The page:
Archives for October 2012

The three great domes of Florence: how the synagogue survived

When we lived in our old flat in Borgo La Croce in the centre of Florence we could see from our upper roof terrace the three great domes of Florence: Brunelleschi’s magnificent cupola of the cathedral and beyond it, much smaller, the dome of the Cappella dei Principi, part of the complex of the church of San Lorenzo, the Medici’s own parish church. But much nearer to us was the large green dome of the Great Synagogue of Florence or Tempio Maggiore. I tried to find a picture of all three domes, but most people cut off the synagogue from their photos and concentrate on the cathedral, like this:

That’s the cathedral dome to the right and, just to the left of Giotto’s bell-tower and the the right of the tower of the Palazzo Vecchio, the dome of San Lorenzo. What you can’t see, to the right of the cathedral cupola, is the dome of the synagogue. Here it is:

During the Second World War Fascist forces used the building as a garage and, as the Allies advanced up the peninsula in 1944, retreating German troops and their Italian Fascist allies determined to destroy the synagogue, just as they had tried to exterminate the Jewish race. Explosives were placed in the building, waiting to be detonated.  Italian resistance fighters managed to find and defuse most of them and in the end only a limited amount of damage was done. The synagogue was restored after the war – and again after being damaged in the disastrous Florence flood of 1966.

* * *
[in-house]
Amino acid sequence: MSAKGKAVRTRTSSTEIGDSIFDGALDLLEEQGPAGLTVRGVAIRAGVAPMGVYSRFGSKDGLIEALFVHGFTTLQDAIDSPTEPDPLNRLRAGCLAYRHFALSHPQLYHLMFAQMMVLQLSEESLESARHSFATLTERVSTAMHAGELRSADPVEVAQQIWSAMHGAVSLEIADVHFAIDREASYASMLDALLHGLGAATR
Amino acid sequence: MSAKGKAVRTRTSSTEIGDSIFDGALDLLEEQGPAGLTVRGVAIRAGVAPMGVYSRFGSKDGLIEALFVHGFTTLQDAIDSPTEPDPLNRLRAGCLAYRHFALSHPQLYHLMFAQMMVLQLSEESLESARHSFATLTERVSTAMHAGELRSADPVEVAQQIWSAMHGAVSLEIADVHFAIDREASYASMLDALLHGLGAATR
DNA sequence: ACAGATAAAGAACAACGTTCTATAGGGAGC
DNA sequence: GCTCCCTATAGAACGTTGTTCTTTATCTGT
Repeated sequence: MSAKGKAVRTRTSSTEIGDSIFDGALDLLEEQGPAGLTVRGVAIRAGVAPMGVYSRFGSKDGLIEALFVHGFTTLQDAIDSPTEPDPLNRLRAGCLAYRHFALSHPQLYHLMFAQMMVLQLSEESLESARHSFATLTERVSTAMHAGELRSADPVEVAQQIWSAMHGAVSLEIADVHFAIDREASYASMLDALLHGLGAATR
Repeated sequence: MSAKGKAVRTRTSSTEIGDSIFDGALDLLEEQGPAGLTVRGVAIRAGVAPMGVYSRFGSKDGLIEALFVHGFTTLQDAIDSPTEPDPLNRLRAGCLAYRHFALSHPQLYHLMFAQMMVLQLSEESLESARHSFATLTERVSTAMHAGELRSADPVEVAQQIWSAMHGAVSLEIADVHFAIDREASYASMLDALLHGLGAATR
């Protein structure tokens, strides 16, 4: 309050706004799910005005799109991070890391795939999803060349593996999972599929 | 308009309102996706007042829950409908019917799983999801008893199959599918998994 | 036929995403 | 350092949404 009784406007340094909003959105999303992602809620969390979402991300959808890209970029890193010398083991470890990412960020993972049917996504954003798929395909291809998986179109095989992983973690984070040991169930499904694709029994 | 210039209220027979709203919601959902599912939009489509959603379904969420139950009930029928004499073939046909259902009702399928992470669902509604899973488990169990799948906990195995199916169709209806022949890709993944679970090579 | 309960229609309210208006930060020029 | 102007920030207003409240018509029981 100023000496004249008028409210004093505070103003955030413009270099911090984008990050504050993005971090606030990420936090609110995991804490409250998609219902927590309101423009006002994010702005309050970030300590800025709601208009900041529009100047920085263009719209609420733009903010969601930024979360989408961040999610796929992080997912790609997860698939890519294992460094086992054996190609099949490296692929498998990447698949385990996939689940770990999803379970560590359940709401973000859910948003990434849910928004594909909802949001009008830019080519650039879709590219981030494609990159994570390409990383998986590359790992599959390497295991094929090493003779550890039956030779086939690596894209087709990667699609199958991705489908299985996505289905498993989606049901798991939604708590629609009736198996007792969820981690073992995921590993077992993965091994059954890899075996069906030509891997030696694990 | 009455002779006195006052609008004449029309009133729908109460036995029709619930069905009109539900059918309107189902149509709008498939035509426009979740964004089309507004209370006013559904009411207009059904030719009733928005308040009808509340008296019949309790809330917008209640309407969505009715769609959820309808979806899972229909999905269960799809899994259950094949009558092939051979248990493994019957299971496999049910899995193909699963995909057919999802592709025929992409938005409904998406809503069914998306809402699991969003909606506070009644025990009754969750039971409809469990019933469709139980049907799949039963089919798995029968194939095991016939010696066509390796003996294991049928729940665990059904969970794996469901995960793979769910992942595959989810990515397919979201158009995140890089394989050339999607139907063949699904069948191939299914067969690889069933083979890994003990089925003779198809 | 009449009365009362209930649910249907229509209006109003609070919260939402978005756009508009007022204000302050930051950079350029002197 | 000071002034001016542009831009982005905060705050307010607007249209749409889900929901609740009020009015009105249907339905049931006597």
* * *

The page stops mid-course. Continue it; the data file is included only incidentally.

How wonderful that all three domes survive, including that of the newest of the three, that of the synagogue, built in the late 19th century.

When you come to Florence (perhaps as part of the Watermill’s Florence Add-on package: please click here for details) it is well worthwhile, when you’ve seen the cathedral and marvelled at Michelangelo’s masterpieces in San Lorenzo, to have a look at the synagogue, too. Its design integrates both Italian and Middle Eastern architectural traditions and with wonderful Moorish-type patterned designs all over the interior.

And you might also try the great vegetarian Jewish restaurant, Ruth’s, close by, where you’ll be sure of a warm welcome and tasty, interesting Jewish food . Click here for more. It’s about time the Breckons wen’t back for more: we particularly like the falafel!